Roamin’ in the Gloamin’ with the Romans

Today, it was back to being a tourist, rather than a theatre buff, as I took a day tour to Hadrian’s Wall and the Borders.

Of course, it’s hard to beat the Great Wall of China, but the Romans were amazing! Their empire stretched so far and they were so technologically savvy for the time, it’s impressive to walk in their footsteps.

Hadrian’s Wall, named for the emperor under whose reign it was constructed, ran the breadth of northern England, for 73 miles (80 Roman miles; 117.5 kilometres) about an hour south of the Scottish border.

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Hadrian’s Wall crosses hill and dale through the British countryside

It marked the northern frontier of the Roman Empire when construction of this stone line of demarcation started in 122 A.D., although later the Romans gained a toehold in Scotland and built a new barrier north of Edinburgh. (The Antonine Wall, as it was called, was built largely of turf. Given that the Romans didn’t control that northern frontier for more than a couple of decades, it’s probably lucky that less work went into it.)

The wall today only exists in sections, since the locals often used its stones for construction of other buildings in the centuries after the Romans left. In places, grass grows atop the wall, as well as wildflowers; in other spots, it’s simply stone.

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Grass grows atop some sections of Hadrian’s Wall

It was built by British regiments of the Roman Legion and allowed the Romans to keep the Picts and other northern tribes out of England. A series of forts built every 13 miles south of the wall housed troops to defend the frontier and made it possible or them to  attend to administrative tasks pertinent to ruling Britannia.

Not only did I get to see the wall, touch the wall and stand on the wall, I was able to visit one of these forts and to enjoy the wonderful rural scenery of the Borderlands on either side of the England-Scotland border.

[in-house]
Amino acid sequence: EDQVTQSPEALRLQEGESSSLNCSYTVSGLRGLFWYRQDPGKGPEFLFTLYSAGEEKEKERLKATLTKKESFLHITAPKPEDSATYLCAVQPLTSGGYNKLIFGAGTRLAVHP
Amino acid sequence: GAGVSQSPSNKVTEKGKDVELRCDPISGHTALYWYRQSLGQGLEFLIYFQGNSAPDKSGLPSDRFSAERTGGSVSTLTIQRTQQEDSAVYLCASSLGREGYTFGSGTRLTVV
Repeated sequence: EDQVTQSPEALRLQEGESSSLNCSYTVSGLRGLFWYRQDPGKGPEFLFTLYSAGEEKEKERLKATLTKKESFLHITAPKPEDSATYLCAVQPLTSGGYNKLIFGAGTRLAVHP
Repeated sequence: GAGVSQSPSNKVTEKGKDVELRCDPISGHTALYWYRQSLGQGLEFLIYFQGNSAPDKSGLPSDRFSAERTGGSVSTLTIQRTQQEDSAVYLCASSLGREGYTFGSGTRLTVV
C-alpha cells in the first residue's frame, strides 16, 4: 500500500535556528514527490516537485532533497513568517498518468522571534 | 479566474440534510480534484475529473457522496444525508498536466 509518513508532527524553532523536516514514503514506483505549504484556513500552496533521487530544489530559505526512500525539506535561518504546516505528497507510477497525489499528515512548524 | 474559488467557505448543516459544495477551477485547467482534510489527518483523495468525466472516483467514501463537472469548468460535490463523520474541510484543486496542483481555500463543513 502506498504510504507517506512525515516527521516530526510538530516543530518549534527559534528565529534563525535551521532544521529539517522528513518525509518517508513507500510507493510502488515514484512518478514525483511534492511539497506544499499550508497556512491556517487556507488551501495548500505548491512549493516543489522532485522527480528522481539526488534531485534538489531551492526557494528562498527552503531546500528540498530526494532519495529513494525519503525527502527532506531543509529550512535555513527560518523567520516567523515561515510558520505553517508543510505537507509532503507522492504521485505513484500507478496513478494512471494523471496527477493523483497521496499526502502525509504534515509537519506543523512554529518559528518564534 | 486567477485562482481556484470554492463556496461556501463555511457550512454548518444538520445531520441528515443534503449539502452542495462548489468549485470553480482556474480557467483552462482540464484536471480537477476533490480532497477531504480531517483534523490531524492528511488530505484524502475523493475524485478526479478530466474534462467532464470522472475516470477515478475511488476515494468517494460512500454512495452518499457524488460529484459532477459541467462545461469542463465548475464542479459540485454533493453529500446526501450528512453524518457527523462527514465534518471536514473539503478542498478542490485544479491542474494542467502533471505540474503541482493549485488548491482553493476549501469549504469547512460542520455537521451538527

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A piper marks the border between England and Scotland

It’s green – no surprise, since half of our explorations were done in the rain – and it’s home to more sheep than I’ve ever seen in my life! An added bonus: the heather was in bloom! We could see purplish patches all over the hillsides.

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Heather in bloom near Hadrian’s Wall

Between my visit to Bath and Hadrian’s Wall, I’ve had a bit of a crash course in the Roman Empire, something I don’t think was given much weight during my school years in the “anything goes” years when they did away with mandatory courses about Western Civilization. The more I learn, I find, the more interesting a period of history becomes. Rah, rah Rome!

The tour experience was also great fun. I opted for a van tour with only 16 people and the driver-guide. The latter turned out to be a very sweet, down-to-earth Edinburgh native who loves his city and gave us a real flavour of life there. There was also a family of Canadians from Barrie, north of Toronto, who were lovely, and a friendly Aussie woman. The Canadian kids, 12-year-old twins, were always the first up the hills and through the mud, but I managed to do my bit. (Note to self: staying fit is important for travel.)

It was a wonderful way to end my Edinburgh escape, although I am sad, too. So much more to do and see here. However, London is calling …

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Fringe Benefits

Here I am in the midst of the madness that is the Edinburgh Fringe Festival. I thought Toronto’s Fringe Festival, with its 150+ shows in two weeks was impressive and enjoyable, but Edinburgh has about 1,000 offerings that include comedy, music, theatre and tours.

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A little street theatre to promote a Fringe show

In addition to its usual summer visitors, the city is filled with theatre buffs gorging on a banquet of one-hour performances by troupes from all over the world. Not only is there wonderful theatre; there’s a chance to chat with people from everywhere!

Today alone, I ate breakfast with a woman from Buxton, England, had cream tea (tea and scones) with a pair of chance-met Canadian sisters, one from Vancouver and the other from Regina. All we needed was someone from the Maritimes for a coast-to-coast sweep! I also conversed with a couple from Germany over a later cup of tea, chatted with a young couple from Sheffield, England, in the waiting line for a show and went to see some young women from Northwestern University (outside Chicago) whom I’d met accidentally on Thursday perform in a show.

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With Northwestern U. actresses Chamaya (left) and Carrie (right), performers in Atlantic: The Scottish Story

Yesterday, I took a walking tour with a pair of Italian sisters and did a whisky tasting with some Americans and a German. Tomorrow, I’m off on an organized day tour, so heaven knows whom I’ll meet. It’s absolutely wonderful – it adds such spice to an already tasty experience.